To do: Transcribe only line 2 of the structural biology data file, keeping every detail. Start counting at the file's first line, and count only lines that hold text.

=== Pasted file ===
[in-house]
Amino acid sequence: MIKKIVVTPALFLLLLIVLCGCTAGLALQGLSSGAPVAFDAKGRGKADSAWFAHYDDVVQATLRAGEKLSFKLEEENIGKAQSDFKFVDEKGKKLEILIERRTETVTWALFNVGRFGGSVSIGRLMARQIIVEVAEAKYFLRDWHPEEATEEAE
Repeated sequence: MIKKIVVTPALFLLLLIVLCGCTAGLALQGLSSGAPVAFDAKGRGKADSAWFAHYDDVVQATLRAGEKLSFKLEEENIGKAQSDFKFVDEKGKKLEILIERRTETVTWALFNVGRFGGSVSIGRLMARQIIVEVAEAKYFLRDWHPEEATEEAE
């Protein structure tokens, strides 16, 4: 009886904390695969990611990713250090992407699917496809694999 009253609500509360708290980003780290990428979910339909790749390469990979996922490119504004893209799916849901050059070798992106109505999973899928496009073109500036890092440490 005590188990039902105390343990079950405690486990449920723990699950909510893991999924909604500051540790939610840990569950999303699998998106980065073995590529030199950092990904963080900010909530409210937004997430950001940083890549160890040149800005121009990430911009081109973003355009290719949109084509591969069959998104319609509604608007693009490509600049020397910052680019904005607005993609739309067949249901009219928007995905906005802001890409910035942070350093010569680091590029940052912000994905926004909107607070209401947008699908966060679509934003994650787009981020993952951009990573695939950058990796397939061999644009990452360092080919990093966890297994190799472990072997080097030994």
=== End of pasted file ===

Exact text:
Amino acid sequence: MIKKIVVTPALFLLLLIVLCGCTAGLALQGLSSGAPVAFDAKGRGKADSAWFAHYDDVVQATLRAGEKLSFKLEEENIGKAQSDFKFVDEKGKKLEILIERRTETVTWALFNVGRFGGSVSIGRLMARQIIVEVAEAKYFLRDWHPEEATEEAE